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Secrets to Azalea Success

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by Tom MacCubbin
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Azalea
Azalea
Picture: Tom MacCubbin

 

Many gardeners have given up on azaleas and maybe with good reason. They do take a bit of care. Azaleas start spring off with a big burst of color. Some varieties add a few flowers throughout the year but locally old time favorites including Duc de Rohan, Formosa and George Lindley Taber still provide a major show during the months of February and March.

At this time it’s important to keep the plants moist but not overly wet. Water when the surface inch of soil begins to dry to the touch. It’s also a good idea to water early in the morning so the moisture dries from the flowers and foliage as soon as the sun rises. This helps to prevents diseases that can ruin the blossoms.
Late winter is also a good time to renew mulch layers. Maintaining the layer at the 2- to 3- inch level helps conserve moisture and prevents diseases. Gardeners can also apply a light feeding. Just make sure the fertilizer is watered into a moist soil. Keeping the soil too dry after a winter feeding can cause rapid flower decline.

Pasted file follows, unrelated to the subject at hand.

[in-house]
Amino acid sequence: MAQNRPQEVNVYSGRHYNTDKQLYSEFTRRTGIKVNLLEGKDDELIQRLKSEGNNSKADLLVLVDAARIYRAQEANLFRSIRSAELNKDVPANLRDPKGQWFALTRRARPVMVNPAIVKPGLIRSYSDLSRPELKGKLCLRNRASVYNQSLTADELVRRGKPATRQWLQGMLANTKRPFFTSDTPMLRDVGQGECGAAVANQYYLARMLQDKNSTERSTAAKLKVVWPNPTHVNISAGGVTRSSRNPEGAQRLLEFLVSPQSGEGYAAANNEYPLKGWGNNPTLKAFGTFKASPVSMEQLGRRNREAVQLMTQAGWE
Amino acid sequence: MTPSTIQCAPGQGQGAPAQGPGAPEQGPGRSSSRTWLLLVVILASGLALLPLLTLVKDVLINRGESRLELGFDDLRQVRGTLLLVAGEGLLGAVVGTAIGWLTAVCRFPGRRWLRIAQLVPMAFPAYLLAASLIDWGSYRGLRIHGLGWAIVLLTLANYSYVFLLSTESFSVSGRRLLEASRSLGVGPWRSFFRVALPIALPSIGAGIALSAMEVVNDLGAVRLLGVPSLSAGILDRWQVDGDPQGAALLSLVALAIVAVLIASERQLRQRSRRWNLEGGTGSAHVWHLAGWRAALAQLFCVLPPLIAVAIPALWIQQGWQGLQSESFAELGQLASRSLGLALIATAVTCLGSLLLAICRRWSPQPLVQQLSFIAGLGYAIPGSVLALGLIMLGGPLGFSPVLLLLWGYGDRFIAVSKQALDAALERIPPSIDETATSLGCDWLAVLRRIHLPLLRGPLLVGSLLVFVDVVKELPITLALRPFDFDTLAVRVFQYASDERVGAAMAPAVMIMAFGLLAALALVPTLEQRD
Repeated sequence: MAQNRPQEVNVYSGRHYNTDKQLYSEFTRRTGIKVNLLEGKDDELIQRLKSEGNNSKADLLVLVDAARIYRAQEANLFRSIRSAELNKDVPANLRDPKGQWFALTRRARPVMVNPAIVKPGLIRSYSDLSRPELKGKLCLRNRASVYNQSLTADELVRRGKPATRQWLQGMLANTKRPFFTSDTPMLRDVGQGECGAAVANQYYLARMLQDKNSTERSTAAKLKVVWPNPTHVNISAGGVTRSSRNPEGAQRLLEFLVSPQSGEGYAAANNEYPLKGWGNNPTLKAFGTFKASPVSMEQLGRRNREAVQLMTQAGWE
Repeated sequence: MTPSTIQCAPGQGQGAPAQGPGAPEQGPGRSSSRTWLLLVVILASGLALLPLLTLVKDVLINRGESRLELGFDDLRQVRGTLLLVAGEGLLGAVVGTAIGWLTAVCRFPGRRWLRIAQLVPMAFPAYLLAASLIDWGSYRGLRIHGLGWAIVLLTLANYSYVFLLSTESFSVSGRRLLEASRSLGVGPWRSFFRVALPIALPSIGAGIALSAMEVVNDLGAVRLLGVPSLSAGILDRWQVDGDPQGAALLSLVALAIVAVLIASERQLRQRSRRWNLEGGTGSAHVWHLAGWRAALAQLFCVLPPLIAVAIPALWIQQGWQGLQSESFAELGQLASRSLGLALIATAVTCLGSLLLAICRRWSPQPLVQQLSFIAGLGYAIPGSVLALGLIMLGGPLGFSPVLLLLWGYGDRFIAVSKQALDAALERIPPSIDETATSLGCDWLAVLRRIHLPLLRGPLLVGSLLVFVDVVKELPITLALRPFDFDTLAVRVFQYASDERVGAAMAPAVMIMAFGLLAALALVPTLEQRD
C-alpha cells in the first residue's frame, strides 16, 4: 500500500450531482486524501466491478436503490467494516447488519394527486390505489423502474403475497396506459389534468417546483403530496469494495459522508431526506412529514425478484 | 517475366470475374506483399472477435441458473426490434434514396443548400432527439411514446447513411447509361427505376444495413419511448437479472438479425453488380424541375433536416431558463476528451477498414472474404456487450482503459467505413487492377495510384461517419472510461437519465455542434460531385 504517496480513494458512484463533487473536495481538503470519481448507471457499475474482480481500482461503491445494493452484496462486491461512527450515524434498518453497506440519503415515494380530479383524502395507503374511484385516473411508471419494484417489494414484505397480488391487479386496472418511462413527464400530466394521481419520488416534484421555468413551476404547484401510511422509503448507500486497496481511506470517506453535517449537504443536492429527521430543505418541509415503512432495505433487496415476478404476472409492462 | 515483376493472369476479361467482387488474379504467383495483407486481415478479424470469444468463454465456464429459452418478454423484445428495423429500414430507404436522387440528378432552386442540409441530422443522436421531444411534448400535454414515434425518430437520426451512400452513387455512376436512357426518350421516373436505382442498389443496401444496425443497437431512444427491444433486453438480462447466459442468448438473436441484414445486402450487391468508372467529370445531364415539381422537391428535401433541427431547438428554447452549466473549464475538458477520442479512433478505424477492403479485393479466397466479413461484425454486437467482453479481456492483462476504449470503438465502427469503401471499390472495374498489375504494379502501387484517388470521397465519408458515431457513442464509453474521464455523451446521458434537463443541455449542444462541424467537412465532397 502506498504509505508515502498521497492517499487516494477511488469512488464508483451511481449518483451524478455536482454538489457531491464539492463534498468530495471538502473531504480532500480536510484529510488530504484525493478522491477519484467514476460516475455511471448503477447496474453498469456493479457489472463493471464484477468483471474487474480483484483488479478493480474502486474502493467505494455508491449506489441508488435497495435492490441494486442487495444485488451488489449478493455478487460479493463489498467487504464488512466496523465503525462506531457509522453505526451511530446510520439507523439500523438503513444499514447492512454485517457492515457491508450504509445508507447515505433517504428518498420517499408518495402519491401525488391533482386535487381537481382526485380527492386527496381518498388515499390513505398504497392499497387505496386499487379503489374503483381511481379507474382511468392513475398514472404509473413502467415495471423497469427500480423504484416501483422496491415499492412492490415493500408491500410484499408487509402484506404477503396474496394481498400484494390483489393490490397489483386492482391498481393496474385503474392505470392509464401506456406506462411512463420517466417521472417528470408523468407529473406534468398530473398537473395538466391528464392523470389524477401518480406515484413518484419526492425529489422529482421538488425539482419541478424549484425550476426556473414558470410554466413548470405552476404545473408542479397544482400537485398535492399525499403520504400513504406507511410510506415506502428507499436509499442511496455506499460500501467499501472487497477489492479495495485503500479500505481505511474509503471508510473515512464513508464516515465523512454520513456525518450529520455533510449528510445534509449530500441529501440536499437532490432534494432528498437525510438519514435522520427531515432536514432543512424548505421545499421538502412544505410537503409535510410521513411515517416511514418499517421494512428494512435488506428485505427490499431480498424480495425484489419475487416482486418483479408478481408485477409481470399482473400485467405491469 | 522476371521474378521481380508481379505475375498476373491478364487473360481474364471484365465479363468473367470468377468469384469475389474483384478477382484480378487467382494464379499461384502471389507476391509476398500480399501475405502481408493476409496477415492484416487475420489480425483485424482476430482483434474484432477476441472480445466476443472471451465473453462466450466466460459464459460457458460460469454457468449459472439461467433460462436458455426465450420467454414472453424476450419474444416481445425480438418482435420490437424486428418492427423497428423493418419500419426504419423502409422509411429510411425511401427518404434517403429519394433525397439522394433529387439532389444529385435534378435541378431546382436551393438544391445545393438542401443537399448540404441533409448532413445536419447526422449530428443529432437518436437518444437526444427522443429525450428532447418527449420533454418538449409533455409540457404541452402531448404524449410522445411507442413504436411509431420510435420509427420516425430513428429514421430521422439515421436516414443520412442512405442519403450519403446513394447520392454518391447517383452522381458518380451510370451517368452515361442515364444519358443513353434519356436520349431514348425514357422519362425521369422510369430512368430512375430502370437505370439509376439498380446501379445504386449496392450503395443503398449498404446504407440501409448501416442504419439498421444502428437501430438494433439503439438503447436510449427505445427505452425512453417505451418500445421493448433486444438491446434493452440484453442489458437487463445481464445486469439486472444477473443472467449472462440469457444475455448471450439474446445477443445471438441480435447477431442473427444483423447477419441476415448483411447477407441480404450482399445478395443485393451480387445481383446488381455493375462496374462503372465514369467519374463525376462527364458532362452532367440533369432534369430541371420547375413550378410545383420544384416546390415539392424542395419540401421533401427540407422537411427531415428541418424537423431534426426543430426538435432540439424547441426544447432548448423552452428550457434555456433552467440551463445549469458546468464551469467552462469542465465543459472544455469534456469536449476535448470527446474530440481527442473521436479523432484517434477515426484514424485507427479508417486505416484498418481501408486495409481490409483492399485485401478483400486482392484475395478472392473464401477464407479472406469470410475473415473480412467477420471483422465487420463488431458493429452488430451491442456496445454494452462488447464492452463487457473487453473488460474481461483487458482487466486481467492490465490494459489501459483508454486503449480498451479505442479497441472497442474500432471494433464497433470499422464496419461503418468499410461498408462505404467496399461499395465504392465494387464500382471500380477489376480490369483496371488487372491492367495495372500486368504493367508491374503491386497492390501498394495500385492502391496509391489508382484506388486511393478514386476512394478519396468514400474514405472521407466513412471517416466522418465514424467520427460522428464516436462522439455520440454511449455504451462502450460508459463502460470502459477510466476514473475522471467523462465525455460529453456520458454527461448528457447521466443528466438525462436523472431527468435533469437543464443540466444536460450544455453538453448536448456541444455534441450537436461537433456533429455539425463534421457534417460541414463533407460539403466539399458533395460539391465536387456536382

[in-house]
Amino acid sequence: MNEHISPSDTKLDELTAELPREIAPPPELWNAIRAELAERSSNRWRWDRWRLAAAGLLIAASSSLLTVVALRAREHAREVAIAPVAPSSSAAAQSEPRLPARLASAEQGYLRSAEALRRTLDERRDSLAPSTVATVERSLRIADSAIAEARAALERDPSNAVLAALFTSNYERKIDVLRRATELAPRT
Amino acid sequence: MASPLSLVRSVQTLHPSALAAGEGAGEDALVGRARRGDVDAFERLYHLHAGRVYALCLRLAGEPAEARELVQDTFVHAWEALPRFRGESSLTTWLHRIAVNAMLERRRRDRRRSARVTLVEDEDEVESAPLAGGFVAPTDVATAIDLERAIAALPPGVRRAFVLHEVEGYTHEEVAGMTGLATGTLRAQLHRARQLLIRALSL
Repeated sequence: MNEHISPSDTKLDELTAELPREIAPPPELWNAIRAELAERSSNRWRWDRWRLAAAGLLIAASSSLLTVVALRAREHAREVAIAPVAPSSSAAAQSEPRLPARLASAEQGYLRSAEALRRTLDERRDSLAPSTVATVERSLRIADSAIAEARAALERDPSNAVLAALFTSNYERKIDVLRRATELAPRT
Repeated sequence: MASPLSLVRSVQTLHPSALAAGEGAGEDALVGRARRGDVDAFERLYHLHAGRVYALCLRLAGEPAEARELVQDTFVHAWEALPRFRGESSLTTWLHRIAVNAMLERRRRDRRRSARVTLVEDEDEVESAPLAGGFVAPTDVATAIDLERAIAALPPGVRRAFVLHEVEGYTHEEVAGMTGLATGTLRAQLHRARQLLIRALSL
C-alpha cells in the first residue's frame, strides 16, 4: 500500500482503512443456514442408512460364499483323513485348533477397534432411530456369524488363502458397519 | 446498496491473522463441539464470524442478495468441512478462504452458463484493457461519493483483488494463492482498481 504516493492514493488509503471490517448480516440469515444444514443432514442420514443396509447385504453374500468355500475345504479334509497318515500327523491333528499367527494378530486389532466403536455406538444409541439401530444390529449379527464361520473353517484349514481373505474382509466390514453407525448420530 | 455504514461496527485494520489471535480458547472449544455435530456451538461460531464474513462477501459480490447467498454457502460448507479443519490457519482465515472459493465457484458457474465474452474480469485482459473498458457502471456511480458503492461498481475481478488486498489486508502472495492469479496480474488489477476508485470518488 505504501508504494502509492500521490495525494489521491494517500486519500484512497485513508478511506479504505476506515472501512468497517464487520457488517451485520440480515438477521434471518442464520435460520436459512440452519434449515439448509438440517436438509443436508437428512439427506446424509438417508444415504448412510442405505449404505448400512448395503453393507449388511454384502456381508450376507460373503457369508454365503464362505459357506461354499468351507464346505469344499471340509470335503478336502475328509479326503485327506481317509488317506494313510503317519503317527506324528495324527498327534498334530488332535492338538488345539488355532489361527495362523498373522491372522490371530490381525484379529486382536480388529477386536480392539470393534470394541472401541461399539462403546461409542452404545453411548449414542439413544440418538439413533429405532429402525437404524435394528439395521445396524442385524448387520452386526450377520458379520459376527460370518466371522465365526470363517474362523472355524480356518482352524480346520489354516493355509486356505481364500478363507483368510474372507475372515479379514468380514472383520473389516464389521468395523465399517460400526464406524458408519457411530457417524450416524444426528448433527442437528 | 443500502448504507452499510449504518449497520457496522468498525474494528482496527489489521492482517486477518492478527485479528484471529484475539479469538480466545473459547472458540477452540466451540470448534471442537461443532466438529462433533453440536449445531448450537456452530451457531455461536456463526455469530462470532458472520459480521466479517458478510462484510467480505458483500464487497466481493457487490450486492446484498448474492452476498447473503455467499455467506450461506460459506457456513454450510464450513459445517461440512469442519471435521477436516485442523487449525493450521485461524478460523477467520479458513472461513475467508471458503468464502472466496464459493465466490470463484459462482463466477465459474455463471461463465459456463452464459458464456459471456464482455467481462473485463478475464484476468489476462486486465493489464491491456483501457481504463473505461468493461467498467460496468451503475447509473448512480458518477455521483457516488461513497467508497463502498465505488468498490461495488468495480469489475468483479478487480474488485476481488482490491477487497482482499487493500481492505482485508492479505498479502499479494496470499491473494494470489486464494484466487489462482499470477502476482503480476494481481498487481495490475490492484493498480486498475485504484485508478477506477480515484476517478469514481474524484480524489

Use the following tips to keep your azaleas healthy throughout the year:

Check the soil acidity and adjust to a pH of between 4.5 and 5.5.
Apply additional feedings in June and September.
Prune azaleas after flowering and before the end of June.

Periodically remove some of the older and declining limbs during pruning.

Control mites and lace bugs with an oil spray as needed.

Many gardeners are no longer planting azaleas. How about you?




 


 

 


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